Walking the talk: putting together the GOV.AU Content Style Guide

GOV.AU has released a draft version of the GOV.AU Content Style Guide for open discussion across government. Content designers Libby Varcoe and Trisha Treanor explain how the guide was put together and why they hope that everyone has a strong opinion.

To say that putting together a future-ready content style guide for GOV.AU felt like a slightly daunting task is an understatement. What format should we follow — tried and tested or new and unproven? What are our international peers doing in this space? What about all the great Australian style guides that have preceded us?

But then we took a deep breath and wrote down our 3 favourite DTO words: simpler, clearer, faster.

We realised that the GOV.AU Content Style Guide needed to be something that helped us practise what we preach (but without the preachy bit).

We checked with our peers

One of the first things we did before we started was ask our peers across government what they think a modern style guide should look like. We sent out a survey and 352 people responded.

There was a common theme. Give us fast access, keep it up-to-date, make it easy to understand and give us definitive examples.

We listened closely and started to design with these points in mind.

Caption: We challenged each other to find a clearer, simpler way and argued the point for accessibility

Easy to use

Taking inspiration from our GOV.UK colleagues we decided not to reinvent the wheel. We decided on an A to Z list of topics and some web writing guidance for those who want to read more. We adopted a pattern for each entry: a minimal, precise explanation, an example to explain where possible and cross-links to any similar items.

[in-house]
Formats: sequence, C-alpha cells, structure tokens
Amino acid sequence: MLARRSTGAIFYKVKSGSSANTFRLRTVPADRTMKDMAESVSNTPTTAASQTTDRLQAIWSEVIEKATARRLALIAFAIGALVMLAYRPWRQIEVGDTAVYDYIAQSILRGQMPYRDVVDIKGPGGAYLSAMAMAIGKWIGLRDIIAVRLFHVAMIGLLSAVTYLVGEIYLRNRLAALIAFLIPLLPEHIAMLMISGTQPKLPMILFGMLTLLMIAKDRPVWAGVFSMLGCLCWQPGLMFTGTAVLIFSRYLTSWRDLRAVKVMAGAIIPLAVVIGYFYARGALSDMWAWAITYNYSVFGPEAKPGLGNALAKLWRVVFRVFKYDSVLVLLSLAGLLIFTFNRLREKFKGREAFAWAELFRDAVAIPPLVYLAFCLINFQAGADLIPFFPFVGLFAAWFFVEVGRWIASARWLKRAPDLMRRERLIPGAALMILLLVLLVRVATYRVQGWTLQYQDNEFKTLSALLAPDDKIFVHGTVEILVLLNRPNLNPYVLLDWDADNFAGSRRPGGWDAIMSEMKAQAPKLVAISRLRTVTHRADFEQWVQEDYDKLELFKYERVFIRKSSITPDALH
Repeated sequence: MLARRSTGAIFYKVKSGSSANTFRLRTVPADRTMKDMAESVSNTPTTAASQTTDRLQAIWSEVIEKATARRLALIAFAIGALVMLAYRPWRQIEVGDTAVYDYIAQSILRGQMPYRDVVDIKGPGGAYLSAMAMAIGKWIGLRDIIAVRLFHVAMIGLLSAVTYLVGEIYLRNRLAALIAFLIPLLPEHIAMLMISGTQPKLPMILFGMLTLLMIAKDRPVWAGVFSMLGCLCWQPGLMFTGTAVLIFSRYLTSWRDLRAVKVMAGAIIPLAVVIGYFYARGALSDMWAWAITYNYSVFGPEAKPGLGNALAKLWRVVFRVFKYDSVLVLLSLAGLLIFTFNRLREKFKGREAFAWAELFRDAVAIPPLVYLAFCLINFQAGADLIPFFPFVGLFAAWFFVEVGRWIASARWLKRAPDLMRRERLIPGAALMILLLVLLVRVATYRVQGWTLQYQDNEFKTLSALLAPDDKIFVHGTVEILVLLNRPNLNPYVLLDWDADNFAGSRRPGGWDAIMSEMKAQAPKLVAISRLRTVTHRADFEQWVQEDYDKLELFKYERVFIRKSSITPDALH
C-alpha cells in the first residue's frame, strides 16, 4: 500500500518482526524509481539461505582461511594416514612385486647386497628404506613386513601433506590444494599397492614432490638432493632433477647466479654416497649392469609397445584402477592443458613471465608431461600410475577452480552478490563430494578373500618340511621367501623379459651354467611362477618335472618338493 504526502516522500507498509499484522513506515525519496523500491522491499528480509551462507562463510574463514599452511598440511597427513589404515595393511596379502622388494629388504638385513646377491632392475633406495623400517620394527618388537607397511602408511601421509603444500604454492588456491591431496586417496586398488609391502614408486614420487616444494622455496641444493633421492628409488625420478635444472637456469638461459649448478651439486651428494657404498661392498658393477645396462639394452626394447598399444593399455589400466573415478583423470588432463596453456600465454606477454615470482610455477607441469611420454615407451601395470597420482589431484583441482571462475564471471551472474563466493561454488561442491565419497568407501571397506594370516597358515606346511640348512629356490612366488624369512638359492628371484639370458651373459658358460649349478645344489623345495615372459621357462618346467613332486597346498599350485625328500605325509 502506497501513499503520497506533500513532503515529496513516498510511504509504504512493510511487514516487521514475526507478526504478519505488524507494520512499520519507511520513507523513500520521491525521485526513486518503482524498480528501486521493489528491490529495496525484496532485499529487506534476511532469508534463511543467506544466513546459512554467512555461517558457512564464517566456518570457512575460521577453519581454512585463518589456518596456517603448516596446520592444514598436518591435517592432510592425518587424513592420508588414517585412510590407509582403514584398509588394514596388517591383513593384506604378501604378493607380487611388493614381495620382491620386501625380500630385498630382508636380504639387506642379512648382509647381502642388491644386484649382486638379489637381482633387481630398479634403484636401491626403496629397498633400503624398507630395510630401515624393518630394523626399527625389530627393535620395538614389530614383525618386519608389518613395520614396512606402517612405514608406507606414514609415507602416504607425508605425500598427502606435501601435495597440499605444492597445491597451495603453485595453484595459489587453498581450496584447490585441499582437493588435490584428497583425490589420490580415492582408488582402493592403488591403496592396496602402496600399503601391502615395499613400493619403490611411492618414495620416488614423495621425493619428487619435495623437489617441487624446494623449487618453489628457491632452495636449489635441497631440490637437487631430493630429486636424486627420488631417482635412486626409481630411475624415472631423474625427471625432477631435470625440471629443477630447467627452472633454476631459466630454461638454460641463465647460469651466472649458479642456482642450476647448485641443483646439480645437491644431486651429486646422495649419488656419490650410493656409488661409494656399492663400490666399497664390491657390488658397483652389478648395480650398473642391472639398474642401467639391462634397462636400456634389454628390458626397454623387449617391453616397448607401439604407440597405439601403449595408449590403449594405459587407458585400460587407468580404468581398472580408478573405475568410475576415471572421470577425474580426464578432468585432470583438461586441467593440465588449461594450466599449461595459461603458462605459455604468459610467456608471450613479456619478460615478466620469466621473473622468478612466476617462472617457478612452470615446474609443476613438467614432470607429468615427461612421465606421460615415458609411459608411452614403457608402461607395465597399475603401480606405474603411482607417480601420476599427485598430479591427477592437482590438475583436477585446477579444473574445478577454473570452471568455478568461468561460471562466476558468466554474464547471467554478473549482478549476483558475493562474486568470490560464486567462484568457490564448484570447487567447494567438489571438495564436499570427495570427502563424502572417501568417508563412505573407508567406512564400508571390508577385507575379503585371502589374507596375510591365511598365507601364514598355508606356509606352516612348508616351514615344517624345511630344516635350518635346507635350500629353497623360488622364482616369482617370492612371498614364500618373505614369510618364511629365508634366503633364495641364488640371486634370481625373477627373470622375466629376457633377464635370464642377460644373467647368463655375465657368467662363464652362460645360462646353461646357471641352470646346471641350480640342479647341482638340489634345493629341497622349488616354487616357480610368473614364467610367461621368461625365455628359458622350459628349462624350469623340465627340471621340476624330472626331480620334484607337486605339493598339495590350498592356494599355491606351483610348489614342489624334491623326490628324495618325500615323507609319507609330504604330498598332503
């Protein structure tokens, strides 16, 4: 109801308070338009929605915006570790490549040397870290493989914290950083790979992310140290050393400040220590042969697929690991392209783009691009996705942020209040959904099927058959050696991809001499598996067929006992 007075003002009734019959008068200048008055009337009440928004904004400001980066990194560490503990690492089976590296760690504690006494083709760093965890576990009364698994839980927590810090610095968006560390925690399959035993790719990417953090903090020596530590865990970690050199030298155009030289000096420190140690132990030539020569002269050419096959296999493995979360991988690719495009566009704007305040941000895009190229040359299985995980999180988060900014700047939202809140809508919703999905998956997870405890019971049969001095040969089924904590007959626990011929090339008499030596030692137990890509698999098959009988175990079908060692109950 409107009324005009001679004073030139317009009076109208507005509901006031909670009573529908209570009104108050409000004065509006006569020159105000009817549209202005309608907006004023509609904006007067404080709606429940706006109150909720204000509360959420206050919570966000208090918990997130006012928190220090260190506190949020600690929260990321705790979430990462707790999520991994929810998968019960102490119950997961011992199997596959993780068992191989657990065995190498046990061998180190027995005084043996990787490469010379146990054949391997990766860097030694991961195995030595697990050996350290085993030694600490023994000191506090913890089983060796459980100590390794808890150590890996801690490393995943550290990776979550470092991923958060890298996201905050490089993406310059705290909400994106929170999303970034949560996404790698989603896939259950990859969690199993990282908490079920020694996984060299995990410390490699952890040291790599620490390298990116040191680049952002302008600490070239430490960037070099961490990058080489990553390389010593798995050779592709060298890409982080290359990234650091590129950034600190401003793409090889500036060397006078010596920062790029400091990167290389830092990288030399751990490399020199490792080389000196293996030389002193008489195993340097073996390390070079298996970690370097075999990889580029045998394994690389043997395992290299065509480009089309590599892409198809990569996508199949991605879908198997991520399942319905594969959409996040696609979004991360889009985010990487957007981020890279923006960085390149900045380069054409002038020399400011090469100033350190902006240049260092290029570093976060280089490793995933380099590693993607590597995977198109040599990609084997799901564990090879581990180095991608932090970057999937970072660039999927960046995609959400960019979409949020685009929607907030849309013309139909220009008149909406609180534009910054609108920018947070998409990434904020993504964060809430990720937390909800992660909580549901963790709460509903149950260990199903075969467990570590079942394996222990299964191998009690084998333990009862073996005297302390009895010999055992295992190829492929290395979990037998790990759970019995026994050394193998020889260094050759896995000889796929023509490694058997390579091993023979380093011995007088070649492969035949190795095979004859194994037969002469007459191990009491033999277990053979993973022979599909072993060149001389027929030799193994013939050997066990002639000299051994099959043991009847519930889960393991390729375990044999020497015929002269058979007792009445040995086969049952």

Direct and simple to understand

As writers know, the big challenge is to question every word that gets in the way of plain English and avoid any kind of jargon. We felt very conscious of how government language often makes people disconnect so we pushed ourselves to find another way to say things. We also tried to include examples that are unambiguous. We plan to add more of these over time.

Accessibility had to rule

Apart from plain English, accessibility emerged as a strong influence and helped us argue the point with each other on behalf of the user. We were reminded that when our language is accessible, everyone benefits — even high-ability users. And ironically that when you make content accessible, it becomes web-friendly too.

It will never be finished

We’ve released this draft because we know early feedback will help us make it better. Sending out a draft is a confronting, awkward thing to do as writers. But we think our discomfort is worth it. We want to incorporate your comments and improvements, iterate regularly and make things better.

We plan to keep doing this even once it’s ‘live’. So share your opinion with us please. We really want to know what you think. We’ve made a start—it’s minimal on purpose, though we have more topics planned.

Final thing. Does anyone actually care about a style guide?

Yes, they do. For many writers and editors, style guides are the holy grail of best practice and held in high-regard. A lot of us have a favourite one, stuffed dog-eared in our work-bag (we content people are like that).

But the truth is, not enough people in government who create content, read their department’s style guide - and we’re not talking about people who have writer, editor or web attached to their role.

Yet a style guide is probably one of the most powerful documents in government. It helps us shape government’s voice, project consistency, convey trust, communicate clearly and not look silly by putting apostrophes in the wrong places (among many other things).

We would love more people to read the style guide and our main hope for creating a simpler, clearer, faster offering is that more people will.

Join the Content Design in Government Group to see the early release of the guide.

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